Cesar writes from the Adelanto Detention Facility:
We were in quarantine from April 1st to April 20th… I did write to three news publications but it might not have made the news.
My comments on the fatality here are that if the staff knew about the man’s history, they should have monitored his physiology better.
I know first hand about the medical negligence here. I’ve been waiting for surgery for over a year, and I’m on the expedited list.
I am OK, considering being held in a “modern concentration camp.” I was informed last week that I will not receive my bi-weekly injections to treat my chronic medical condition. I was given a reason: that the medical department does not believe in the treatment.
There will be a time when it’s time to tell… [when] I will be more able to speak freely.
My health without medication is one concern. It leads to heart palpitations, muscle atrophy, and overall weakness. This alone should justify a release from detention.
New evidence has emerged of dangerously subpar medical care in US immigration detention at a time when the Trump administration is seeking to increase its use, Community Initiatives for Visiting Immigrants in Confinement (CIVIC), a group seeking to end immigration detention, and Human Rights Watch said in a report released on May 8, 2017:
The report reveals systemic failures, such as unreasonable delays in care and unqualified medical staff, that are likely to expose a record number of people to dangerous conditions under President Donald Trump’s ramped-up deportation and detention plans.
“CIVIC receives more complaints on medical abuse and neglect across the country than on any other concern. In fact, in the last two years, over 37 percent of the complaints we have received are about medical neglect and abuse,” said Christina Fialho, an attorney and the co-executive director of CIVIC.
The report is based on independent medical experts’ analyses of records from US Immigration and Customs Enforcement’s own investigations into 18 deaths in detention from 2012 to 2015, and the medical records of 12 additional people from 10 privately and publicly operated facilities across the country. Human Rights Watch also interviewed more than 90 people who are or were detained, as well as family members, attorneys, immigration advocates, and correctional health experts.
The medical experts found numerous incidents of substandard and dangerous medical care, including failure to follow up on symptoms that required attention; medical personnel apparently practicing beyond the scope of their licenses and expertise; severely inadequate mental health care; the misuse of solitary confinement for people with mental health conditions; and sluggish emergency responses. The experts agreed that substandard care was evident in 16 out of 18 deaths, and subpar care contributed to the deaths of at least 7 of these individuals.
Dr. Marc Stern, a correctional health expert who reviewed all the documents in our report, concluded: “From the evidence that I saw in the cases that I reviewed, we have a system that is broken for detainee health care, and adding more detainees to that system can only make it worse.”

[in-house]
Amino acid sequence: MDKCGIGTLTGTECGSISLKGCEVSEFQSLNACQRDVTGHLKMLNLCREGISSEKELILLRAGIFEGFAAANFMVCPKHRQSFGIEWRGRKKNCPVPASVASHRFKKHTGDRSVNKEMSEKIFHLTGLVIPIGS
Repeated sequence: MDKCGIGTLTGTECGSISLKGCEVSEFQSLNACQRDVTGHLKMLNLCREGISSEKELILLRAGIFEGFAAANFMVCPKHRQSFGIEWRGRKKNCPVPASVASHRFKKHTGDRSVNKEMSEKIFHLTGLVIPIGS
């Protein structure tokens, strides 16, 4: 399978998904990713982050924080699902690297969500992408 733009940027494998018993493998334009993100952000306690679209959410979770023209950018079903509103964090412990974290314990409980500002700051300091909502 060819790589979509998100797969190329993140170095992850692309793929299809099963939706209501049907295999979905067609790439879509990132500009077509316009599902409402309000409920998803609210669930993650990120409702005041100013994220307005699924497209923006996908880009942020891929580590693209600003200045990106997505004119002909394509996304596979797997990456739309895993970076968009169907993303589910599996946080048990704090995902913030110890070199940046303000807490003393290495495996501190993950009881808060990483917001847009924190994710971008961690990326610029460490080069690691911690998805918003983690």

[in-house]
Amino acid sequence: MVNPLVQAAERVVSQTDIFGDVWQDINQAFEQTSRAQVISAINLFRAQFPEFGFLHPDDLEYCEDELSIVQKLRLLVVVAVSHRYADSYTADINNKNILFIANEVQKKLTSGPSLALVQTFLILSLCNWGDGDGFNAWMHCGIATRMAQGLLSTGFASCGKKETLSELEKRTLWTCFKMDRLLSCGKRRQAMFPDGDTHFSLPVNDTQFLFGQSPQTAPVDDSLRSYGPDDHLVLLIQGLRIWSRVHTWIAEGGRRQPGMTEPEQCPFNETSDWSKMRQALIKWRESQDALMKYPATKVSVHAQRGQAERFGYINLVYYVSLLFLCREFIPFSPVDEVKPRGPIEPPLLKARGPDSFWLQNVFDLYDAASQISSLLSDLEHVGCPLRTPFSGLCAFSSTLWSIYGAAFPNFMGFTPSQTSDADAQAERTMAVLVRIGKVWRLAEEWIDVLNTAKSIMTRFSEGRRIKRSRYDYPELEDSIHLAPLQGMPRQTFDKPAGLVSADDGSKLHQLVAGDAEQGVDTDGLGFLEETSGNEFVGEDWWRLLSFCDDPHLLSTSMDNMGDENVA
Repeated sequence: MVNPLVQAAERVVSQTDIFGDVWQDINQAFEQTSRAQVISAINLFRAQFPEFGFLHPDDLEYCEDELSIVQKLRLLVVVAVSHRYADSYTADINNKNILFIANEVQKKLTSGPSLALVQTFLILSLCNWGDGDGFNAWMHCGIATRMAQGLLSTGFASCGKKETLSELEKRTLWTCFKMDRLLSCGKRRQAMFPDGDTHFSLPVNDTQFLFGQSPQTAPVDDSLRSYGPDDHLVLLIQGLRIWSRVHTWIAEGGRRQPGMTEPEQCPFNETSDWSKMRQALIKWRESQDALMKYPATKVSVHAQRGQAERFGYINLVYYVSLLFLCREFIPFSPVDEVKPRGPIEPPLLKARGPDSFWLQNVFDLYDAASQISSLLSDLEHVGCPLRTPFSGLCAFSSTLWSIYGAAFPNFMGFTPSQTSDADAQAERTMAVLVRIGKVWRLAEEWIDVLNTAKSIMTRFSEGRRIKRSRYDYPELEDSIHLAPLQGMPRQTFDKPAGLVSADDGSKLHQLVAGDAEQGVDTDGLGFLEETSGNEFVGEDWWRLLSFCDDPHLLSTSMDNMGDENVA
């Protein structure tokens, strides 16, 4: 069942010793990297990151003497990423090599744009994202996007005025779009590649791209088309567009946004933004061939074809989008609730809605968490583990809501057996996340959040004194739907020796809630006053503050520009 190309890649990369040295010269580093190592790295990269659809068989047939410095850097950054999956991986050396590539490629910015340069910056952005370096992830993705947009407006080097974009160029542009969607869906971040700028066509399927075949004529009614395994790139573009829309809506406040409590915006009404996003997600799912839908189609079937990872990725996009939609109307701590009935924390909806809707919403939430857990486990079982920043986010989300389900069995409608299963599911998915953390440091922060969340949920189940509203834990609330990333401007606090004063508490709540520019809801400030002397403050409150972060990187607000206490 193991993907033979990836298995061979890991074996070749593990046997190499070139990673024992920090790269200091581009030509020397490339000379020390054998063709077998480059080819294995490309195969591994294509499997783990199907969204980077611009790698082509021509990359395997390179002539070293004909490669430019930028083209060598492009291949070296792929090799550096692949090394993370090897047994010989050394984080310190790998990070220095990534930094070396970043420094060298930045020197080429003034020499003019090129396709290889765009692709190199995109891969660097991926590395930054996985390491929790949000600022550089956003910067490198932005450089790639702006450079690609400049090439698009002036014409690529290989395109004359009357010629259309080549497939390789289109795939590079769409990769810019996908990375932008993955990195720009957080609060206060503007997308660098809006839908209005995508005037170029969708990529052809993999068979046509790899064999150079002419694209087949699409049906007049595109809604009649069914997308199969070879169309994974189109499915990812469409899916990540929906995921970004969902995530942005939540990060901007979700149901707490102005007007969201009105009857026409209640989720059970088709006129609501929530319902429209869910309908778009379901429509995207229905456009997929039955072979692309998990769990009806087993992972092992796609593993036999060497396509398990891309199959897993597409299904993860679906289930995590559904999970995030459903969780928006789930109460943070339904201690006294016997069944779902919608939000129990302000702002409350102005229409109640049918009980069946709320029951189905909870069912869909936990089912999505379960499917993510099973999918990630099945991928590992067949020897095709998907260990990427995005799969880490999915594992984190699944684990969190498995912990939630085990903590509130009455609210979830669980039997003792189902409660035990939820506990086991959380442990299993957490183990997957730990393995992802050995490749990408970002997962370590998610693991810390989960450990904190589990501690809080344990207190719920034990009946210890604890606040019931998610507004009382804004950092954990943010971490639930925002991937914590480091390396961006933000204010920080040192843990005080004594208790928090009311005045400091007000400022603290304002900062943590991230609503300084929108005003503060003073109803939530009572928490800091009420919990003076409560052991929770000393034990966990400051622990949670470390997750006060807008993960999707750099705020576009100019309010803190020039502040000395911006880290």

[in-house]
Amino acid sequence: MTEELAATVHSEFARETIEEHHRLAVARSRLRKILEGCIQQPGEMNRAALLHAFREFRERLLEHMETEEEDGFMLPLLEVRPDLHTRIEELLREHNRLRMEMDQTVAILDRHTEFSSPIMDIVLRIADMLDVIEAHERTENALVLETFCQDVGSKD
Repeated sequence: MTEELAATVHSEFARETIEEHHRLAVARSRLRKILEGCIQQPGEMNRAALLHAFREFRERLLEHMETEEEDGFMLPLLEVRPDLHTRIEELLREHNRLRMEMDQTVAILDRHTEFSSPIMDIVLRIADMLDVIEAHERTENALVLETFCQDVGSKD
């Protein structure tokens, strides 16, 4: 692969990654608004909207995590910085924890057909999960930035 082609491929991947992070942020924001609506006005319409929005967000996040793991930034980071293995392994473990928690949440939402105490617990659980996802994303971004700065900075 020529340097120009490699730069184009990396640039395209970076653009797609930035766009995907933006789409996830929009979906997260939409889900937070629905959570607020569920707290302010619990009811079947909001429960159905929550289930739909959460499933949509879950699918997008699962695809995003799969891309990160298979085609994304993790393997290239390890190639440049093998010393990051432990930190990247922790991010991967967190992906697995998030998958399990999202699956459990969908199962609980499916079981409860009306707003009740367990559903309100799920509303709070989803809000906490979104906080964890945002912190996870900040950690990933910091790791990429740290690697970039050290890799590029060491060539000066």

As CIVIC’s interactive map of 169 reported deaths in immigration detention reveals, more people are dying at the Eloy Detention Center in Arizona and the Houston Contract Detention Facility in Texas than any other facilities. Both facilities are operated by the private prison company, Corrections Corporation of America (CCA)/CoreCivic. In addition, 9 people in immigration detention have been transferred to the Columbia Care Center in South Carolina where they died. The Columbia Care Center is run by Correct Care Solutions, and it is the only private detention healthcare facility in the United States.
Correct Care Solutions also runs the medical care unit at various immigration detention facilities across the country, such as the Adelanto Detention Facility, where two people recently died within a span of 3 weeks in 2017.
Among the five people to die at the Adelanto Detention Facility since 2003 was Raul Ernesto Morales-Ramos. Mr. Morales-Ramos died after delayed surgery to remove an abdominal mass. Experts concluded he likely had symptoms of cancer at least two years before he died. These symptoms were not addressed until a month before he died.
While CIVIC’s ultimate goal is to end immigration detention, we have a number of recommendations in the report that include specific ways to reform the monitoring system and the medical care contracting process as well as increase transparency of detention operations. For example, Congress can appoint an Independent Medical Oversight Board to be comprised of medical doctors and advocates at the national level and encourage ICE and its contractors to begin implementing local medical oversight boards at individual detention facilities.
News coverage of HRW and CIVIC’s report: